It has been a busy time for those of us who watch the doings of the Copyright Office. In addition to releasing a massive report on Orphan Works and Mass Digitization, about which I have written here, the Copyright Office (CO) is the subject of a piece of legislation introduced as a discussion draft on June 3. The bill, if it were officially introduced and ultimately enacted, would remove the CO from the Library of Congress (LC) and establish it as an independent agency of the federal government, under the Executive Branch. Then, while we were still considering the ramifications of this idea, came the announcement on June 10 of the pending retirement of Dr. James Billington, who has been the Librarian of Congress for the past 29 years.
All eyes are on the Library of Congress (LC) as the iconic institution approaches what promises to be a transformational time. When long-standing Librarian of Congress James H. Billington announced his plan to retire in January 2016, bets started flying on who would be the best new leader. The job, to be filled by President Barack Obama’s appointment, with confirmation from Congress, is an exciting and challenging one.
“I am not a librarian, but I am THE librarian!” Daniel Boorstin said to me several times when he was Librarian of Congress. It seemed to amuse him, and it only slightly annoyed me. There had been some controversy over President Gerald Ford, like so many before him, appointing a distinguished elder scholar to lead the Library of Congress (LC) rather than a credentialed, experienced librarian. Of the 13 Librarians of Congress, only two were really librarians.
I’m so happy I could be twins. We now have an honest-to-goodness Library User Experience (UX) Specialist: Amy Deschenes, who came to us from Simmons College, where she was the Systems and Web Applications Librarian. Amy has only been here for a couple of months, but the buzz has already gotten around about how much she can help us gain a user’s point of view; she did some work with undergraduate and graduate students right away upon getting to campus. I’d heard a lot of good things about her, and this summer our library is transitioning to LibGuides 2.0, which means it’s time for an overhaul of my LibGuides…so I wrote and asked if I could meet with her for pointers.
“It starts with us.” I use that phrase on a slide in my talks and course lectures and whenever I get the chance to talk about librarians, libraries, and our continual adaptation to societal and technological change. It’s also closely related to my thoughts on professional development and learning in the workplace. This isn’t sweeping organizational change; this time it’s personal.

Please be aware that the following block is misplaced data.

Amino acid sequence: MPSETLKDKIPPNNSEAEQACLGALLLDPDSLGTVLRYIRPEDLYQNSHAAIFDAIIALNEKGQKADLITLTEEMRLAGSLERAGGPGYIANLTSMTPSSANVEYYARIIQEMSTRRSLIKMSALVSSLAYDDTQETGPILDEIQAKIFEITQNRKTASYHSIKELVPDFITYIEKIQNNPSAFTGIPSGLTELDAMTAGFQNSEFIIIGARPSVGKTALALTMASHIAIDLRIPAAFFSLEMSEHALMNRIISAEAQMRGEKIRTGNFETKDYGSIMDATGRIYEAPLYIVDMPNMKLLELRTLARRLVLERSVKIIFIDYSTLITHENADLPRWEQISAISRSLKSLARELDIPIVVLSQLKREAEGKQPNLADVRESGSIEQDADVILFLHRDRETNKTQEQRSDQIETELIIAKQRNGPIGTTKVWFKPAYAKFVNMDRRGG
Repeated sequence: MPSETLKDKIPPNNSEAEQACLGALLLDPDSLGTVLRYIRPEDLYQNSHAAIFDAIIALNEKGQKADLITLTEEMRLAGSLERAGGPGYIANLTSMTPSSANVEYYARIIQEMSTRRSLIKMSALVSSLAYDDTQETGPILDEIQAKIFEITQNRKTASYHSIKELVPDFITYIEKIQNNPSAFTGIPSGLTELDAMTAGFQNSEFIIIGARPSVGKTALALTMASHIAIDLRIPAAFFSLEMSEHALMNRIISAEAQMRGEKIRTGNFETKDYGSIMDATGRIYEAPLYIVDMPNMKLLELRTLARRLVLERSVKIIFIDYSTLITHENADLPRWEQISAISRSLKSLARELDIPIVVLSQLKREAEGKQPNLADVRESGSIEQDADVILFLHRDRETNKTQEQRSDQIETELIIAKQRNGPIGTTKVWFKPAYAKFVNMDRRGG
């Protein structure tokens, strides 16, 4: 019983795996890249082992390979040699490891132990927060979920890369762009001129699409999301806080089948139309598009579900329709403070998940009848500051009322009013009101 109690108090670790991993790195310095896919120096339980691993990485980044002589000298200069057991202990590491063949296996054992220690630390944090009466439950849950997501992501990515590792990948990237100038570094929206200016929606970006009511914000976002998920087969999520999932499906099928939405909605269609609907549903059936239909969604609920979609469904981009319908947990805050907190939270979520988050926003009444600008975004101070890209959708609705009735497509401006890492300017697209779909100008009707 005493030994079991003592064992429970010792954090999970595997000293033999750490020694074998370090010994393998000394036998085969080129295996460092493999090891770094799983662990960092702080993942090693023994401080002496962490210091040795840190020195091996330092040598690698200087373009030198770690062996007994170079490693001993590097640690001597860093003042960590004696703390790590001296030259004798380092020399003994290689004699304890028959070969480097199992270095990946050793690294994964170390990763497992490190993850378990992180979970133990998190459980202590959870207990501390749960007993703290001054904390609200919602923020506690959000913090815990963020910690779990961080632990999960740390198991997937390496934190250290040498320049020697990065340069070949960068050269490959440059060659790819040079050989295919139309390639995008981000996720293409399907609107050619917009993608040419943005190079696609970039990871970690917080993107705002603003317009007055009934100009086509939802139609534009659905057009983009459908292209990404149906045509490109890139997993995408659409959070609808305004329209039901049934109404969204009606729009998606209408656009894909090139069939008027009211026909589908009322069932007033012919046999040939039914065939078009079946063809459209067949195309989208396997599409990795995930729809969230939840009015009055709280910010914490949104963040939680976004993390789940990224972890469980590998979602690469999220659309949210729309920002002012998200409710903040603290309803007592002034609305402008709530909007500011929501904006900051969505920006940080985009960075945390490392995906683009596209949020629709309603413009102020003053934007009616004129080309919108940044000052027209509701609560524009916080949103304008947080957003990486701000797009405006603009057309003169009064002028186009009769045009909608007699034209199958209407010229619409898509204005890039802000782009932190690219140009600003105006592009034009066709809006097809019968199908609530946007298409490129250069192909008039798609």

Every teen librarian knows programs that offer snacks are usually a hit and can even entice teens reluctant to join in the fun. With that in mind, we offer many teen programs that include snacks, from Chocolate Fest to Pizza Gardening. When the Student Ambassadors proposed making a solar-powered s’mores oven for an Earth Day activity, we knew it would be a hit.
As libraries work to maintain and increase their relevance, heightening awareness among nonusers is a necessity for survival and prosperity. To bring new users through its doors, Barr Memorial Library, an award-winning library serving the military community in Fort Knox, KY, leveraged the power of curiosity, posing the question, “What’s in the LibraryBox?”
Sacred cows, the problem with free ebooks, is the MLIS too easy, and other letters to the editor from the June 15, 2015 issue of Library Journal
Have you read about the “Full-Stack Employee?” In a think piece published in Medium, author Chris Messina—the creator of the hashtag, no less—offers this definition: “the full-stack employee has a powerful combination of skills that make them incredibly valuable. They are adept at navigating the rapidly evolving and shifting technological landscape. They make intuitive decisions amidst information-abundance, where sparse facts mingle loosely with data-drenched opinions.” It’s a tech-heavy take, but bear with me, as Messina broadens the definition: “Full-stack employees have an insatiable appetite for new ideas, best practices, and ways to be more productive and happy. They’re curious about the world, what makes it work, and how to make their mark on it.”